Artistic Freedom Under Fire
There is definitely something wrong with the publishing industry when a book that is unanimously regarded as excellent, including by those in the industry, has absolutely no chance of being considered for publication. Sound odd? I thought so too.
I was having coffee with a fellow-author friend of mine not long ago, and we were discussing the various trials and tribulations of dealing with agents, doing our own marketing, and in general the challenges most authors face in the publishing world today. We found a lot in common, but I was shocked (and, at the same time, sadly not surprised) when she told me of the reaction by agents to her book.
The book in question is called “The How Did You Die Show” and it’s a stunning collection of mixed-media works from the exhibit of the same name that graced several major art shows in Toronto. The title is provocative, the art within compelling. The artist, Lisa-Scarlett Cruji, enjoyed so much success with the shows that she decided to publish the exhibit in book form.
Despite her success in the art world, Lisa-Scarlett struggled to get the attention of an agent. But she was lucky enough to meet with a literary agent who worked for the TV industry – someone who could give her an honest, professional assessment of the book’s potential with no obligation. The agent devoured the artwork, and when she finished reviewing the entire collection, this was her conclusion:
“It’s fabulous. I love it. No agent will ever touch it.”
Her explanation was that the book didn’t fit into any established category. It would be hard for an agent to create a snappy “elevator pitch” and harder still for a traditional editor to know how to work with it. It might be brilliant, but because it was so different it would be too much work (read, too much money) for the traditional publishing industry to embrace.
In three simple sentences, the agent captured one of the big problems with today’s publishing industry: it is totally about the money. Whereas in the old days publishing houses had the liberty to take chances on unique, niche books like “The How Did You Die Show” for their artistic merit, today the various squeezes on publishers force them to put their resources into those books for which there is an immediate, obvious and lucrative audience. The latest Jody Picoult novel will be gobbled up by her fans. An autobiography of, say, Justin Bieber will send the tweens flocking to the ebook sites. But an artistically fascinating collection of mixed-media artwork on a sometimes-uncomfortable topic by an artist unknown outside Toronto? Sorry, not gonna happen.
Now don’t get me wrong. Jody Picoult is a brilliant author who deserves her legion of fans, and the Biebz is just so darn cute how could I not want to know his hard-earned insights over eighteen years of life? But books, like all art, are supposed to be able to challenge us and open our minds to new ideas and fresh perspectives. Perhaps like no other media, books have the ability to explore deep into the human condition, to reveal truths gradually and often with powerful counterpoints built in. No visual art can compete with literature for the gradual, thoughtful revelation of the profound, and while music is beautiful and essential, it can’t explore intellectual ideas with the precision of writing. All art has always been about pushing boundaries, and some of the greatest artists in any medium have been those who have thrown aside the conventions of the day and created something revolutionary.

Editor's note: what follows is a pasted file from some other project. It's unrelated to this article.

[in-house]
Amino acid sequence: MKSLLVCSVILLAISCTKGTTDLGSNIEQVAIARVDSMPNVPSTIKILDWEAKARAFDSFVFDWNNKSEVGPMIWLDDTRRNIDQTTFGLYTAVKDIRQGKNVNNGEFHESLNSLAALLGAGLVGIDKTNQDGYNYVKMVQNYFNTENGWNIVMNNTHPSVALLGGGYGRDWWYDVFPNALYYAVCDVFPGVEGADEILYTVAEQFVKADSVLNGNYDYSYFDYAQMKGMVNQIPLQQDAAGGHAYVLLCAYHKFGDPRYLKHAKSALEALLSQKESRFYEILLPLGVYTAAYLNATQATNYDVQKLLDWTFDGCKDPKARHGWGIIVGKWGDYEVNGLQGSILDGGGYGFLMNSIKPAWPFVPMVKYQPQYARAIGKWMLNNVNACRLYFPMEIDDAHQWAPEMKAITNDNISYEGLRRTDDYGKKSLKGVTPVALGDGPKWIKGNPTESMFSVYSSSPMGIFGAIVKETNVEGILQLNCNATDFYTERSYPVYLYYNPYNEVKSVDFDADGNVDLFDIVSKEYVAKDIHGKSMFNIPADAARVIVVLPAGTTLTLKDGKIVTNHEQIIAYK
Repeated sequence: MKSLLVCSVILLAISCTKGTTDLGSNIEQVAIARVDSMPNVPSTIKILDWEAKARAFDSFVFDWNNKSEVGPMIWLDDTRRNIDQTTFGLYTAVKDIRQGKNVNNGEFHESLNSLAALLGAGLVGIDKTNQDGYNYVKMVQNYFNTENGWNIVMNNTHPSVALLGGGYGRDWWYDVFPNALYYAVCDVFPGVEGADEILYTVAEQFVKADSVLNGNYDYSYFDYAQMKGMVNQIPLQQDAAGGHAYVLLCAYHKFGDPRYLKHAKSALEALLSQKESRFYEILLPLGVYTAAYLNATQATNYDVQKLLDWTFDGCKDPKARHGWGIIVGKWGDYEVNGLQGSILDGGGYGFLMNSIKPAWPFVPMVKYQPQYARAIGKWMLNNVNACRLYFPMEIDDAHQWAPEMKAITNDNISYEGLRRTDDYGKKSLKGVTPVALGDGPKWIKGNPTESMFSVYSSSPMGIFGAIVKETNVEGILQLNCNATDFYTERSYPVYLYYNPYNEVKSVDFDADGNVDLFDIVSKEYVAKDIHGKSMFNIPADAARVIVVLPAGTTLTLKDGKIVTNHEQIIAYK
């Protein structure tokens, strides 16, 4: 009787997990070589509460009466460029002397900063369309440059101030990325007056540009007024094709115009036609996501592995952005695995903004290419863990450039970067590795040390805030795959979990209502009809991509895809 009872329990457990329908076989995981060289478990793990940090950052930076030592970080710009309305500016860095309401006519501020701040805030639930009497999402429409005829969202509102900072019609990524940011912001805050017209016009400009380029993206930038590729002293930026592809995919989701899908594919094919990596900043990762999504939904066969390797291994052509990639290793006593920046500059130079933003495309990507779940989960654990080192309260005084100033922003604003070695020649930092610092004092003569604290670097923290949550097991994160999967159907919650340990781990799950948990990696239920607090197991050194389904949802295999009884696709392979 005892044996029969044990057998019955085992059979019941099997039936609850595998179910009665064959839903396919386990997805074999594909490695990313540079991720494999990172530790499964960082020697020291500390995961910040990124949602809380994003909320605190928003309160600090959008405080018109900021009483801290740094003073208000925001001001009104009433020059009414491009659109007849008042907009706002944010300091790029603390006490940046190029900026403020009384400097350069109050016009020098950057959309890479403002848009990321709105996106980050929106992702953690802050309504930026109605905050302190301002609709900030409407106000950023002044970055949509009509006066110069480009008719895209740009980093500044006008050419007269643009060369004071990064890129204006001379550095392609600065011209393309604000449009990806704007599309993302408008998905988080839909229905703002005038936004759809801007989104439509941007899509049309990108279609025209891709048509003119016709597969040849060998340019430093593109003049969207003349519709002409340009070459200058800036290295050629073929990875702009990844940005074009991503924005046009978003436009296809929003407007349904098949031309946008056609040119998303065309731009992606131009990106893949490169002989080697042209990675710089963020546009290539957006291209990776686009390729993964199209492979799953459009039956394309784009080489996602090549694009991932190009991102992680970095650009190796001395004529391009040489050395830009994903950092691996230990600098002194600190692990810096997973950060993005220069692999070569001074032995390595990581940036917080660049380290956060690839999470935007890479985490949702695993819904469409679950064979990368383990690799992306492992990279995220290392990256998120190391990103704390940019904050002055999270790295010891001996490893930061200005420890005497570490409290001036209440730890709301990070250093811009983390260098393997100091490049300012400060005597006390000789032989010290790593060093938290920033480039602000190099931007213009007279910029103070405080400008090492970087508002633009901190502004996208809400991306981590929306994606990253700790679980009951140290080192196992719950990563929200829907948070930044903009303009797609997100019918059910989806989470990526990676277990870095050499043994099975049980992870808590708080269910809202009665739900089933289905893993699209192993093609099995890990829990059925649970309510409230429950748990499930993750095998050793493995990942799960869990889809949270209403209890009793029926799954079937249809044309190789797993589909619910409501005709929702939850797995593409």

So why is the publishing industry turning away from the innovative and strange, and instead filling the bookstore shelves with yet another glossy picture book on jet fighters, yet another retired politician’s memoirs, and yet another summary of why the Kardashian sisters are so completely amazing?
Because those books sell. Period.
I’ve come to know quite a few people in the publishing industry, and by and large they’re excellent, sincere, hardworking folk. But when I ask about their company’s attitude toward manuscript quality versus marketability, they sigh and shrug, and just resign themselves to the fact that that’s the way it is. A publisher’s got to make money, otherwise it goes out of business. Likewise an agent’s got to represent financial winners, otherwise no commission cheques come. I get this. I understand that publishing is an industry like any other, and that companies have to be profitable to survive. But publishing has a responsibility to the art form that it represents, and one of the biggest aspects of that responsibility is to ensure that new, avant-garde forms of this art have the chance to meet the public.
Will everyone like “The How Did You Die Show”? Probably not. But many will. That’s the thing about art – it’s personal and subjective. The more important question is: does the book deserve the chance to be judged by the wider public? Absolutely. It’ll be only one of approximately 85,000 books published in North America this year, so it’ll be up against some stiff competition, but it’s a quality piece and it deserves the chance.
The modern publishing industry fails its audience when it retreats completely into the economic safety of mass market best-sellers and rejects the unusual or the bold. With the various e-technologies now becoming more and more accessible to all, the modern publishing industry is at real risk of losing the best and brightest authors to new media. The revolution is already beginning – stay tuned.
Originally published at Life as a Humancomments powered by Disqus